According to the survey, 80 percent of the 120 human resources executives polled said their companies currently offer some form of telecommuting option to employees with 97 percent of them saying there are no plans to eliminate that benefit.
The survey was conducted by global outplacement and executive coaching firm Challenger, Gray & Christmas, Inc. in the days following Yahoo’s widely reported and controversial plan to bring work-at-home employees back to the office.
“When major companies like Yahoo and Best Buy make notable policy changes, there is no doubt that other employers will take notice and some may even re-evaluate their policies. However, it would be misguided to assume that other companies will follow blindly without considering their own unique circumstances,” said John A. Challenger, chief executive officer of Challenger, Gray & Christmas.
Telecommuting Trend Turnaround at Yahoo!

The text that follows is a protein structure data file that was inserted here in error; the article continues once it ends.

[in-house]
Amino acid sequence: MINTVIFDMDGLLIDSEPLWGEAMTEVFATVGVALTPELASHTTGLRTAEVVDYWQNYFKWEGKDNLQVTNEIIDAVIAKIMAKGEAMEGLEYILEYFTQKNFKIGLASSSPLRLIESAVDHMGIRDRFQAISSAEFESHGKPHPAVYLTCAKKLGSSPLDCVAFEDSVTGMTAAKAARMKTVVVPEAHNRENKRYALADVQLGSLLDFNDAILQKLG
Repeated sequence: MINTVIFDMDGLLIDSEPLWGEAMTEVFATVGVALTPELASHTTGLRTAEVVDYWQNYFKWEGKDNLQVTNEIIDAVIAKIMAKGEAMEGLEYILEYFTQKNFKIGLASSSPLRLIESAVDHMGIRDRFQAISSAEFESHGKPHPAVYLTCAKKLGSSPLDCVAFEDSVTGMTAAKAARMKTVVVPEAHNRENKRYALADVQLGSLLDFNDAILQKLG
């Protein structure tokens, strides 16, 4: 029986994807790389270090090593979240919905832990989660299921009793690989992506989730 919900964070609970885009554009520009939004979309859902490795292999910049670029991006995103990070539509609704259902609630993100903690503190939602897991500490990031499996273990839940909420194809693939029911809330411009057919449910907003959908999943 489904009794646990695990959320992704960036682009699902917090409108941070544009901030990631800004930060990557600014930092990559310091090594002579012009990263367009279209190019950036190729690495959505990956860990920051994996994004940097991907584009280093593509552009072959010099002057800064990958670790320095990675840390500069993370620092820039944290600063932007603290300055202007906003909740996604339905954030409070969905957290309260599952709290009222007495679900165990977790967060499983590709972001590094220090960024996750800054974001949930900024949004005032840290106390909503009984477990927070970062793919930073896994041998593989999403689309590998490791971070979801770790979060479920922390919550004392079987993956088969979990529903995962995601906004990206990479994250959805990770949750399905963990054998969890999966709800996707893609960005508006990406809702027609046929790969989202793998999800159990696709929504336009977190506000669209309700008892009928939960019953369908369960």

At a time when many Silicon Valley tech firms are battling each other to attract and retain the best talent, the decision by Yahoo! Inc. to end its telecommuting program may prove to be shortsighted. The move, which was widely reported this morning after a leaked memo made its way to the press, stems from the belief that “speed and quality are sacrificed when people work from home.” Yahoo’s new CEO Marissa Mayer is determined to shake things up in an effort to turn the struggling company’s fortunes around. “To become the absolute best place to work, communication and collaboration will be important, so we need to be working side-by-side. That is why it is critical that we are all present in our offices. Some of the best decisions and insights come from hallway and cafeteria discussions, meeting new people, and impromptu team meetings. Speed and quality are often sacrificed when we work from home. We need to be one Yahoo!, and that starts with physically being together,” the memo reads. According to John A. Challenger, chief executive officer of global outplacement firm Challenger, Gray & Christmas, Inc., there is some wisdom behind the memo’s sentiment. “Yahoo is definitely in a fourth-and-long situation, so it needs to try new tactics. There is a collaborative advantage to having all of your employees in the office. However, there is also an advantage in having the best and brightest tech workers on your payroll. The question is whether this move will result in an exodus among the company’s top talent,” he said. Could the move to end telecommuting backfire for Yahoo? What are the pros and cons of telecommuting programs? Will other companies follow Yahoo’s lead and end or rein in telecommuting options?